Additive Manufacturing or 3D printing as it is more commonly known, continues to push the boundaries of Intellectual Property (IP) law whilst raising questions relating to the protection and exploitation of IP.
This challenge, which extends to the lucrative jewellery sectorraises further questions in relation to creativity, design, copyright and licensing.
This event, which builds on the UK Intellectual Property Office (UKIPO) Commissioned Study on 3D Printing and IP law, led by Bournemouth University (BU) during 2013-2014 (reports published in 2015), will explore some of these questions by bringing together experts from the cultural and business sectors including designers, manufacturers, distributors, policy makers and legal professionals.
Gabriele Montelisciani has just joined the Bit by Bit project as a visitor for the next two months. In this guest post, Gabriele introduces himself and the work that he will do during his visit to Cambridge.
I’m a PhD student in Management and Industrial Engineering at the University of Rome “Tor Vergata”, in formal partnership with the University of Pisa. I have a Master’s degree in Management Engineering, with specialisation in the fields of Innovation and Business Processes Management. My research interests include: methods and tools for early stage innovation and creativity; collaborative design; sustainable innovation and development; Internet of Things, and business modeling and entrepreneurship.
I’m part of the team of the organizational team of the University of Pisa’s Technology Transfer program for entrepreneurship education and startups creation called PhDplus. I’m also a founding member of the organization Fablab Pisa, a member of the Pisa Living Lab, and a member of the International Review Committee of the International Conference on Engineering, Technology and Innovation (ICE Conference).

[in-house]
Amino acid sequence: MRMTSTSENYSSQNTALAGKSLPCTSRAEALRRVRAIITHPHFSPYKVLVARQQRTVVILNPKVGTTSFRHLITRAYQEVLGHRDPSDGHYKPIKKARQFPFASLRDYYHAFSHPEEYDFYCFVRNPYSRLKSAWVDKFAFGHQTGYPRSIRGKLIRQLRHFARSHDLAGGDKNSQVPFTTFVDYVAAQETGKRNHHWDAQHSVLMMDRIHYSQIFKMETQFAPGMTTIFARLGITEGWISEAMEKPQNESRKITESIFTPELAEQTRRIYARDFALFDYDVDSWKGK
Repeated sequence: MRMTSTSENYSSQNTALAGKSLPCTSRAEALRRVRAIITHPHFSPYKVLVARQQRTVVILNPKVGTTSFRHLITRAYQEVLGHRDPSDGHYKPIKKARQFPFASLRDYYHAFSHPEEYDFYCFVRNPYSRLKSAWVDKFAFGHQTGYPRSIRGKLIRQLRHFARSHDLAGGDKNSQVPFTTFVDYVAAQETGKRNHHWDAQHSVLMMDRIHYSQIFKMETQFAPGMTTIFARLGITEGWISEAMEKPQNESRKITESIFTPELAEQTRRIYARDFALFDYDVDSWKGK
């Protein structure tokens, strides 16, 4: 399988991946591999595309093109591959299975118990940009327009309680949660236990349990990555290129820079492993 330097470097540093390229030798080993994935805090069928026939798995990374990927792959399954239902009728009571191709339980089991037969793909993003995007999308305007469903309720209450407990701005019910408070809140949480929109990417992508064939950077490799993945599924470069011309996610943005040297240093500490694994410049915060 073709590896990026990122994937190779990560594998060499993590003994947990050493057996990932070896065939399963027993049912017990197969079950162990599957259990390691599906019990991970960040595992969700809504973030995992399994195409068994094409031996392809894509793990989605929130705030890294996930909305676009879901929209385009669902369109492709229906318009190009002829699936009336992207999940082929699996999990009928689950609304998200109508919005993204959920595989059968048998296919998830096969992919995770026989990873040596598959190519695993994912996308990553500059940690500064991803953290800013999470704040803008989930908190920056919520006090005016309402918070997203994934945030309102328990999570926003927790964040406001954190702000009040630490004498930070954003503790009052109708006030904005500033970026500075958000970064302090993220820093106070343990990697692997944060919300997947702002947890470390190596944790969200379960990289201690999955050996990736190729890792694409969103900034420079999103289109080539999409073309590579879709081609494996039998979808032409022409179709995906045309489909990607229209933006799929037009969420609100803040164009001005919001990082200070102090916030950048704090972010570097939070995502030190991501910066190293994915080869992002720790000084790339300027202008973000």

During the two months that I’m visiting the Centre for Technology Management, I will support the “Bit by Bit” project group by investigating the evolution of additive manufacturing technologies and business models for desktop application. I’ll explore how the patent landscape is evolving in relation to open innovation initiatives.
The field of additive manufacturing has rapidly evolved in the last decade. The sector is facing a particular phenomenon whereby the concept of open innovation, carried out by the Makers movement, has arisen in opposition to the protection of innovation (patents), carried out by big players. The consequence is that the patent landscape is changing.
Low cost 3D printing devices have begun to reach individual consumers following the expiry of important patents related to the most common 3D printing technologies (i.e. fused deposition modeling technologies). This phenomenon generated an increased interest from incumbents in this market, and it is of particular interest to investigate how they are planning to protect the actual and future value in terms of intellectual property.
The research methodology I’ll employ during my investigation is based on three main steps:
Analysis of patent databases and data interpretation;
Crosscheck to sector experts to validate the results obtained;
I welcome any suggestions or comments on this research activity. Please contact me at email@example.com.